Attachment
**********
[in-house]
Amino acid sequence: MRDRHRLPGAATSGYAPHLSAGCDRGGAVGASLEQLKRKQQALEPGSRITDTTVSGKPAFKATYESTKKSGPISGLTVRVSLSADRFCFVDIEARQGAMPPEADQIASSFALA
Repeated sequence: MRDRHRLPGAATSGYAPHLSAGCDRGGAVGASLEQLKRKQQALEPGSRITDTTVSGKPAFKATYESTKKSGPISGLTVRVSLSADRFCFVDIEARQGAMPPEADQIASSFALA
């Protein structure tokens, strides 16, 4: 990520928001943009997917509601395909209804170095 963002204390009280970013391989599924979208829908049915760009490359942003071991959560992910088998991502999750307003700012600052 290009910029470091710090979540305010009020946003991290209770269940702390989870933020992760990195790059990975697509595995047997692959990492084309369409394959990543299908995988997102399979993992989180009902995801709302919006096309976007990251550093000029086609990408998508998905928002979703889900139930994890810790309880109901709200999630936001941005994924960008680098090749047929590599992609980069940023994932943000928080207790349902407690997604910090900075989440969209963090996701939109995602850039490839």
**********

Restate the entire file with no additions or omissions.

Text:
[in-house]
Amino acid sequence: MRDRHRLPGAATSGYAPHLSAGCDRGGAVGASLEQLKRKQQALEPGSRITDTTVSGKPAFKATYESTKKSGPISGLTVRVSLSADRFCFVDIEARQGAMPPEADQIASSFALA
Repeated sequence: MRDRHRLPGAATSGYAPHLSAGCDRGGAVGASLEQLKRKQQALEPGSRITDTTVSGKPAFKATYESTKKSGPISGLTVRVSLSADRFCFVDIEARQGAMPPEADQIASSFALA
């Protein structure tokens, strides 16, 4: 990520928001943009997917509601395909209804170095 963002204390009280970013391989599924979208829908049915760009490359942003071991959560992910088998991502999750307003700012600052 290009910029470091710090979540305010009020946003991290209770269940702390989870933020992760990195790059990975697509595995047997692959990492084309369409394959990543299908995988997102399979993992989180009902995801709302919006096309976007990251550093000029086609990408998508998905928002979703889900139930994890810790309880109901709200999630936001941005994924960008680098090749047929590599992609980069940023994932943000928080207790349902407690997604910090900075989440969209963090996701939109995602850039490839």